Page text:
Bats are often misunderstood creatures but I love them. I am lucky to live at the edge of ancient woodland, next to old mining buildings but with climate change and massive declines in insect numbers, bat populations have suffered. From one local roost I used to count 90 bats daily leaving at dusk to go hunting. One by one they would swoop out of a tiny hole under a roof like mini jet fighters. There were so many, that we almost took them for granted. The roost is still there (bats like to go back to the same roosting spot year after year) but now I hardly count more than 30 individuals. This drop in numbers has happened in the space of ten years. Bats are susceptible to pesticides especially those used as remedial timber treatment chemicals so please think twice before using these products. They are also vulnerable to the effects of modern agricultural practices and decline of woodland, which result in loss of suitable feeding and roosting habitats.
Last year I found a bat in my kitchen (pic below). It was lying by the oven looking so much like a dead leaf that I nearly brushed it away with my foot. As I came near, it moved. I looked down at the tiny creature and saw straight away it was in trouble. I quickly got a gardening glove and gently scooped it up (whilst they are very delicate creatures their claws can be quite sharp). The little bat was barely the length of palm I knew it was probably dehydrated. Received wisdom is that you help bats drink by dipping a small paint brush into water then holding up the brush to its mouth (luckily I had some clean watercolour brushes to hand) . But, the little bat was licking the water so rapidly that I could not keep up! In the end I filled a clean plastic milk bottle lid with water and held it up to the bats face and it lapped it all up with its tongue. It drank two whole lids full!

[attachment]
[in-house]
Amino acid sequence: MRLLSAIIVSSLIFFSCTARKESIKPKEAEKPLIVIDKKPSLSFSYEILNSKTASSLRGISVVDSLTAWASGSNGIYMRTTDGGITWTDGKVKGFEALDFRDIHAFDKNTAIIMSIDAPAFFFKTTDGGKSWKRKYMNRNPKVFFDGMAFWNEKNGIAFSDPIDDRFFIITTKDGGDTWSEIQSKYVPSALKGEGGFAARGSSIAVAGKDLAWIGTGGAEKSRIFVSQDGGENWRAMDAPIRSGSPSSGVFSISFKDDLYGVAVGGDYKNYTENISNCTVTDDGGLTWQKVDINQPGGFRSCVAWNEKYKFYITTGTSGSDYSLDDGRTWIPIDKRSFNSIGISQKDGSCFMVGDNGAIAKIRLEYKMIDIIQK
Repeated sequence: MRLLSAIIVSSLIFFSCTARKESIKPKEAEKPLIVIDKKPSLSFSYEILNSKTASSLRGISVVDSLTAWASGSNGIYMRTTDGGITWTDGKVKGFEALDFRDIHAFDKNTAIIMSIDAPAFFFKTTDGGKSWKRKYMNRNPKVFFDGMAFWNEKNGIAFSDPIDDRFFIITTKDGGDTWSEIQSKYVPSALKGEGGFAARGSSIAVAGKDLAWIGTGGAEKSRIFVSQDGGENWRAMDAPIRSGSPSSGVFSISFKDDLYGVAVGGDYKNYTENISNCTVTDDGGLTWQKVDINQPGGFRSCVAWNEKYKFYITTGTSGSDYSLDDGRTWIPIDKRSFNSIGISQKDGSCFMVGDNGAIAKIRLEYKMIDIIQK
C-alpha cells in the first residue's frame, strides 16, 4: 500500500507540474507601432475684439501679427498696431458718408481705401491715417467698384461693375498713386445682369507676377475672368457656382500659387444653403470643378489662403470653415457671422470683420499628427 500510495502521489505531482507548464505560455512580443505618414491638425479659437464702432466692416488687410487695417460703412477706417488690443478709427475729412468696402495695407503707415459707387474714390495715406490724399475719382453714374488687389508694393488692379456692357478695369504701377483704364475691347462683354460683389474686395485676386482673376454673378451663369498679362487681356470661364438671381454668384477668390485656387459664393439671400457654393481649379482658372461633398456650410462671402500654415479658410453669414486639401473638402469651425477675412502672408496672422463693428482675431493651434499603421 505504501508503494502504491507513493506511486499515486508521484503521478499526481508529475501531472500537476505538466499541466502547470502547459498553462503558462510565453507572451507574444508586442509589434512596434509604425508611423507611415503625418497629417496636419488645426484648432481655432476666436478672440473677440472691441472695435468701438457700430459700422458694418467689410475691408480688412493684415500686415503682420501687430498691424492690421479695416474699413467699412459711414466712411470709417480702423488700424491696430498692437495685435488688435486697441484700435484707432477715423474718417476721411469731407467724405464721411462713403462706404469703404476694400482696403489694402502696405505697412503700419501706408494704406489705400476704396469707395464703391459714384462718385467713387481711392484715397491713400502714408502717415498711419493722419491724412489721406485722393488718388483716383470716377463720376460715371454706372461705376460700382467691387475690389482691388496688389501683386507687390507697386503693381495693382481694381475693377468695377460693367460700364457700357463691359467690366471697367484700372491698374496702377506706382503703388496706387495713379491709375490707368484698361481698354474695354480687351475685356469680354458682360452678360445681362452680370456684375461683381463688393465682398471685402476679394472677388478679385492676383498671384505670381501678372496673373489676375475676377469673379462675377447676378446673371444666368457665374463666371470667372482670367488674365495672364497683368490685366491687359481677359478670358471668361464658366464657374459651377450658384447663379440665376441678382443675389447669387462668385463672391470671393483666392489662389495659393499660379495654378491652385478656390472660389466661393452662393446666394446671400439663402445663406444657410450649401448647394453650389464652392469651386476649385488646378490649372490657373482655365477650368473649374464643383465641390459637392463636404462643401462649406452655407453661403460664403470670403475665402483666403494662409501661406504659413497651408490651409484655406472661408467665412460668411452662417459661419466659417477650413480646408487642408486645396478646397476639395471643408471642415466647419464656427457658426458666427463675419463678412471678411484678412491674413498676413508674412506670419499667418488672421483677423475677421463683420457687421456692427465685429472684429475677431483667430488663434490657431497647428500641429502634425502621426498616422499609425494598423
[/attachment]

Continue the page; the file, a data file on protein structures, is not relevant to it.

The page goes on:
I went for advice to the Bat Conservation website. I kept it in an aerated box, got the step ladder out at dusk and put the open box on top. The bat just looked forlornly at us, squeaked and flapped but did not leave. In the end I took it to a bat rescuer in Truro (she has since retired unfortunately). She kept the bats caged in her lounge and it was fascinating to see them. Once they were strong enough to be released, she would let them have practice flights around her enclosed porch. What the neighbours must have thought! She told me the bat was not a Pipistrelle but a Whiskered Bat, which are rare. He was a juvenile and underweight. I was so pleased that we managed to save him and once his strength was built up she released him nearby a few weeks later. I now intend to have a few more bat boxes installed around my house to give the bats greater opportunity to roost. At Treverbyn we will soon be asking people in the parish to come forward to host a bat box so if you are interested do email me!
If you have found a grounded, ill or injured bat please call the National Bat Helpline number on 0345 1300 228 or contact local bat care at the Last Chance Hotel in Cornwall on 01209 281159